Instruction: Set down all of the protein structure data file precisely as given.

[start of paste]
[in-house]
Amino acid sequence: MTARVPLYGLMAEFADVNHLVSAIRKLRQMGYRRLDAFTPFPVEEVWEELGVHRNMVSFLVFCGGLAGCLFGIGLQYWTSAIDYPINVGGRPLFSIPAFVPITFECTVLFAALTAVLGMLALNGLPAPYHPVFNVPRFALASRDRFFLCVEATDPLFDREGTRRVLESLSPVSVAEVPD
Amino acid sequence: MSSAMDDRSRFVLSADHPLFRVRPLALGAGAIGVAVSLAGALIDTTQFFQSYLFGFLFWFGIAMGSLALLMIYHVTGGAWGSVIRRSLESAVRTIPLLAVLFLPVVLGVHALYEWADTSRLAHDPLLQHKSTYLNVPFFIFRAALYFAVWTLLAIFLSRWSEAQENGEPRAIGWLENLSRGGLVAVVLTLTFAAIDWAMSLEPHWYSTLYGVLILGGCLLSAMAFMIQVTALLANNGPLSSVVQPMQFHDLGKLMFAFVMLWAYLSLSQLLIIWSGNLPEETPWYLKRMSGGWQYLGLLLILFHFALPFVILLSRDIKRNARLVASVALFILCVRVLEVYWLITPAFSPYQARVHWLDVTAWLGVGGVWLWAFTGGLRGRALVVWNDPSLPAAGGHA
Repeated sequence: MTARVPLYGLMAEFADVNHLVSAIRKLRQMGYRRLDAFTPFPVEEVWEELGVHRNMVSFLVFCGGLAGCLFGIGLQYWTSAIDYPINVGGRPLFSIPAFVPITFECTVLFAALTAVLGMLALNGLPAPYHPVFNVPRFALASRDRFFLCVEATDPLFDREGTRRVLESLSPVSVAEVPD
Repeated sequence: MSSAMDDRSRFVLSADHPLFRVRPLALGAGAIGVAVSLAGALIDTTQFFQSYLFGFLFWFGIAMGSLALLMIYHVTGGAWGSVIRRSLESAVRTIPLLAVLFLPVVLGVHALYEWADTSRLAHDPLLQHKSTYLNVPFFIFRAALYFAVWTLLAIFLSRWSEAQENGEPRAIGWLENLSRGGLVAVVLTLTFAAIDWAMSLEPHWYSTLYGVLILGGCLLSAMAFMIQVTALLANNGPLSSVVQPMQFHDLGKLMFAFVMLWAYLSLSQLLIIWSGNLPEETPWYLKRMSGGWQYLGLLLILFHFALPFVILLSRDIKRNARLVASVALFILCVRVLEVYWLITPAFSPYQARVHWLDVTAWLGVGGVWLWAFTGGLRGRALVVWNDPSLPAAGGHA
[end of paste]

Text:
[in-house]
Amino acid sequence: MTARVPLYGLMAEFADVNHLVSAIRKLRQMGYRRLDAFTPFPVEEVWEELGVHRNMVSFLVFCGGLAGCLFGIGLQYWTSAIDYPINVGGRPLFSIPAFVPITFECTVLFAALTAVLGMLALNGLPAPYHPVFNVPRFALASRDRFFLCVEATDPLFDREGTRRVLESLSPVSVAEVPD
Amino acid sequence: MSSAMDDRSRFVLSADHPLFRVRPLALGAGAIGVAVSLAGALIDTTQFFQSYLFGFLFWFGIAMGSLALLMIYHVTGGAWGSVIRRSLESAVRTIPLLAVLFLPVVLGVHALYEWADTSRLAHDPLLQHKSTYLNVPFFIFRAALYFAVWTLLAIFLSRWSEAQENGEPRAIGWLENLSRGGLVAVVLTLTFAAIDWAMSLEPHWYSTLYGVLILGGCLLSAMAFMIQVTALLANNGPLSSVVQPMQFHDLGKLMFAFVMLWAYLSLSQLLIIWSGNLPEETPWYLKRMSGGWQYLGLLLILFHFALPFVILLSRDIKRNARLVASVALFILCVRVLEVYWLITPAFSPYQARVHWLDVTAWLGVGGVWLWAFTGGLRGRALVVWNDPSLPAAGGHA
Repeated sequence: MTARVPLYGLMAEFADVNHLVSAIRKLRQMGYRRLDAFTPFPVEEVWEELGVHRNMVSFLVFCGGLAGCLFGIGLQYWTSAIDYPINVGGRPLFSIPAFVPITFECTVLFAALTAVLGMLALNGLPAPYHPVFNVPRFALASRDRFFLCVEATDPLFDREGTRRVLESLSPVSVAEVPD
Repeated sequence: MSSAMDDRSRFVLSADHPLFRVRPLALGAGAIGVAVSLAGALIDTTQFFQSYLFGFLFWFGIAMGSLALLMIYHVTGGAWGSVIRRSLESAVRTIPLLAVLFLPVVLGVHALYEWADTSRLAHDPLLQHKSTYLNVPFFIFRAALYFAVWTLLAIFLSRWSEAQENGEPRAIGWLENLSRGGLVAVVLTLTFAAIDWAMSLEPHWYSTLYGVLILGGCLLSAMAFMIQVTALLANNGPLSSVVQPMQFHDLGKLMFAFVMLWAYLSLSQLLIIWSGNLPEETPWYLKRMSGGWQYLGLLLILFHFALPFVILLSRDIKRNARLVASVALFILCVRVLEVYWLITPAFSPYQARVHWLDVTAWLGVGGVWLWAFTGGLRGRALVVWNDPSLPAAGGHA